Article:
We’ve already seen triple-digit high temperatures in portions of Idaho this summer and mid-July and August are traditionally the warmest months, so it’s a good time to remember how to avoid heat-related illness. Heat-related illnesses and deaths are preventable, and it’s important for us all to keep as cool as possible so we can stay healthy. Continue reading
Idaho adults may not be able to tighten their belts a full notch, but they are moving their waistline measurements in the right direction, according to new data released by the Centers for Disease Control and Prevention (CDC). For 2015, 28.6 percent of Idaho adults reported they were obese, which is down slightly from 28.9 percent in 2014. This ranks Idaho with the 19th lowest rate of adult obesity in the nation, and makes the state one of 25 that saw an improvement in 2015.
“We are very happy to see Idaho adults reversing the decades-long increase in obesity in our state, which tripled over the last 25 years,” said Ivie Smart, program manager for Physical Health and Nutrition in the Department of Health and Welfare. “Obesity increases our risk for heart disease, diabetes, stroke, certain cancers, and results in overall lower quality of life. Eating healthy and being active can reverse that, which an increasing number of Idahoans are embracing.”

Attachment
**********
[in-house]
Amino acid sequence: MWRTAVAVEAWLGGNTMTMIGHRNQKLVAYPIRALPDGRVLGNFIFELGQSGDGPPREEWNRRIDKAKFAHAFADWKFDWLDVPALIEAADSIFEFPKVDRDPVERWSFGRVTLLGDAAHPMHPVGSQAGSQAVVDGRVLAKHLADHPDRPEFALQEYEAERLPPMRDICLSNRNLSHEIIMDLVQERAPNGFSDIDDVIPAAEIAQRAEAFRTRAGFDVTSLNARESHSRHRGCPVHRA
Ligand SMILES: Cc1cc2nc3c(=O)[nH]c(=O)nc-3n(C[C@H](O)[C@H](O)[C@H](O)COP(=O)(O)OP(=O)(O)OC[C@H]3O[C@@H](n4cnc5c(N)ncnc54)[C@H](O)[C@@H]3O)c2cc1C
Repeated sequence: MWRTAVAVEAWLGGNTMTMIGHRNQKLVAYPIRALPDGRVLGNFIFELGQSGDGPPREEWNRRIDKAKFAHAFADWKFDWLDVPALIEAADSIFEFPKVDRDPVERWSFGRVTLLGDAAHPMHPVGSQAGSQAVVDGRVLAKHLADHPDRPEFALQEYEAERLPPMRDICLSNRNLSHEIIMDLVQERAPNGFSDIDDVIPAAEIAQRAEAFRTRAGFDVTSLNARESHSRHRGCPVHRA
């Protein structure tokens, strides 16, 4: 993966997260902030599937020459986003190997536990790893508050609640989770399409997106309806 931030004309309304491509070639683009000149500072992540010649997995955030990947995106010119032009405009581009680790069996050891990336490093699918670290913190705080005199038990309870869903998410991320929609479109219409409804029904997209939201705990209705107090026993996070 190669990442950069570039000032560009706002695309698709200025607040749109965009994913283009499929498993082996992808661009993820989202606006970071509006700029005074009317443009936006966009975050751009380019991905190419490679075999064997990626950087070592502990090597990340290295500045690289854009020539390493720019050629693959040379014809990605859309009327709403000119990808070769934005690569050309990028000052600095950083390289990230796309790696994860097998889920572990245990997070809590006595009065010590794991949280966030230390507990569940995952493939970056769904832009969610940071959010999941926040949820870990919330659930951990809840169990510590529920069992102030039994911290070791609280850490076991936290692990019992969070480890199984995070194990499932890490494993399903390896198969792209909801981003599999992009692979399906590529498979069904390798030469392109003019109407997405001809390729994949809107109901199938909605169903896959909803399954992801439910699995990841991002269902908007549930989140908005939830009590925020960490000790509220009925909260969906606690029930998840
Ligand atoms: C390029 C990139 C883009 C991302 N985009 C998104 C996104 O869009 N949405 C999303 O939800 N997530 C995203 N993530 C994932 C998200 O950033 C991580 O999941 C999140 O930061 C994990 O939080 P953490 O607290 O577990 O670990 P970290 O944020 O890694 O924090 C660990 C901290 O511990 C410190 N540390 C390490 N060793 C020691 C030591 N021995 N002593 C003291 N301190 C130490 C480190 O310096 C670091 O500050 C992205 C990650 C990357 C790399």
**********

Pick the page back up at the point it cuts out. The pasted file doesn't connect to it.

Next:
Idaho’s obesity rate in 1990 was 9.3 percent, and steadily increased to a peak of 29.6 percent in 2013. Continue reading
Idaho has a weight problem.
That’s surprising in a state that prides itself on its culture of outdoor activities and recreation, but newly released data on health risks for Idaho adults shows a continued increasing trend in people who are obese or overweight. The Idaho Behavioral Risk Factors, 2013 report shows 29.6 percent of Idaho adults reported being obese, while 64.9 percent said they were overweight. In 2012, 26.8 percent of adults surveyed reported they were obese, with 62.5 percent being overweight.
“Being overweight or obese can cause or worsen serious chronic health conditions, including diabetes, heart disease and stroke,” says Angie Gribble, public health program manager for Physical Activity and Nutrition (IPAN). “We all need to work together to turn this trend around because those extra pounds can lead to poor health and premature death.” Continue reading